• The stand-alone source port mod Scoredoom has quite a big variety of these type of enemies, with many of the superboss enemies (each one having 6000 hitpoints, with the Superdemon having only 4000) being much worse than the UDoom Endbosses.
    • The Game Mod Brutal Doom and mod-of-the-mod Project Brutality brings many otherwise medium-level enemies to miniboss status, and you encounter them all the friggin' time. The Barons of Hell and Hell Knights, in particular, get a lot more health, double damage and an alternate attack that lets them deal triple the firepower.
    • Hell Knights in Doom 3 are that particular game's answer to the Barons of Hell. And just like the original, you fight a pair of them before warping into hell. This time, you probably have the BFG, although you lose it shortly after.
    • Bruisers in Resurrection of Evil - take a Hell Knight, cross him with a Mancubus, and then stand the hell back.
    • Doom (2016) has Hell Knights and Barons of Hell. No longer they are lumbering, slow-moving behemoths, these guys can now rapidly close the distance between you with crushing stomps and screen-shaking shockwaves, are much tougher to kill, and can easily kill an unprepared player.
    • Doom Eternal introduces the Marauder, a Lightning Bruiser who can and will kick your ass to Hell and back unless you are absolutely prepared to deal with him. He moves around like a murderous jumping bean, can block all of the Slayer's and other demons' attacks most of the time, and can slice and dice you with his battleaxe -– usually by throwing axe beams, sometimes running up and using the axe itself, of which the latter is the only time he drops his guard -– or blast you to pieces with his own Super Shotgun if you're close enough. And once they start showing up as regular enemies, this trope comes to play.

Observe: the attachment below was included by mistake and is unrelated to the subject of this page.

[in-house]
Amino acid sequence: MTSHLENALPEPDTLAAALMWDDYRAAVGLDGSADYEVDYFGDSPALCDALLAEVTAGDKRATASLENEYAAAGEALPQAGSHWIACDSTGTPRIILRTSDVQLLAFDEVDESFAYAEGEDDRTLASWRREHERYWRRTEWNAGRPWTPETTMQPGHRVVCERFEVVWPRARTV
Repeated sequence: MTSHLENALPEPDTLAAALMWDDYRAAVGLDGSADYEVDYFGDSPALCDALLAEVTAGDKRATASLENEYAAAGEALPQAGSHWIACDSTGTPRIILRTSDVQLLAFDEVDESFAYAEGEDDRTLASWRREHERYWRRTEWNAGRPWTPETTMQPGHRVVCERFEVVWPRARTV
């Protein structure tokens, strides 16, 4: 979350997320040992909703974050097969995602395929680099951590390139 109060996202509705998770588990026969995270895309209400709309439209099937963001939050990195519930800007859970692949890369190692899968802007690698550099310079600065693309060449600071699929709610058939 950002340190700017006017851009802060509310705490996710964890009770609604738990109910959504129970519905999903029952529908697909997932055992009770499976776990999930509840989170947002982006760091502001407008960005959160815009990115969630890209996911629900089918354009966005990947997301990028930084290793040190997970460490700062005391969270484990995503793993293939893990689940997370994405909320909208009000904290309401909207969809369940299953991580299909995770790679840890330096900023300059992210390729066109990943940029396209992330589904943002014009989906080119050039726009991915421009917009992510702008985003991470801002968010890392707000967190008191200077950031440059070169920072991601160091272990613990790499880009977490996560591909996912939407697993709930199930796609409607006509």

• The Archvile is still this trope in Eternal. Hard to kill, can fight really well, and buffs nearby enemies.
    • The Tyrant might not be as badass as the Cyberdemon, but has a ton of health and will remind careless players he is still a Cyberdemon variant with his rockets. Like the original Archviles, the most common tactic against them is using the BFG (or the Crucible).
  • Entry Point (Roblox) has the SWAT Van Turret in "The Score", only avaliable from the Freelance Heists expansion. Not only does it hit hard with its turret, it also is very tanky due to its hitbox being located only at the turret, and it's hard to take it down unless you brough a CH-A or a Thumper.
  • The titular Blood Dragons of Far Cry 3: Blood Dragon. They have lots of health, deal a lot of damage with their Eye Beams, require a lot of strategy thanks to having a small weakpoint on its torso (and considering that they're bent down when they're not firing their Eye Beams), it IS hard to hit that. They can spawn randomly around the map, and are the only enemies that have a marker and a Life Meter appear whenever they are in the vicinity.
  • Halo:
    • Hunters, who have consistently grown tougher, stronger, faster, and smarter in each new game:
      • In the original Halo: Combat Evolved, the Hunters were actually ridiculously easy compared to other foes once you know how to deal with them, which is especially evident on the hardest difficulty, where even the lowliest Elite is a dangerous threat. Simply get close to the Hunter, wait for it to try to melee, dodge and circle around to its back and put a single pistol or shotgun round into the exposed flesh, which brings them down in a single stroke. However, they fixed this from Halo 2 onward; Hunters now have an attack designed specifically to crush players standing directly behind them, and even if you have a power weapon, it will usually take multiple shots into their unarmored areas to kill them (as opposed to just one shot from any precision weapon like in CE).
      • By Halo: Reach Hunters had reached some sort of Boss in Mook Clothing nirvana. They take ridiculous amounts of ammunition to kill, are near impossible to get behind no matter how much you run, jump or even jetpack over them, can potentially kill you in one hit even on Normal, and are just a lot faster, tougher, and quicker than they ever were before. The best bet is to sit as far away as possible and spam rockets at them, which isn't always an option. Even going up behind them and shooting their exposed backs with the shotgun takes 3-4 hits on Heroic, and more on Legendary. And since they'll turn around and take Extreme Mêlée Revenge on you as soon as you fire once, and your shotgun is a close-range pump-action weapon... Even plasma grenades are significantly reduced in effectiveness, because the Hunters can catch them on the shield.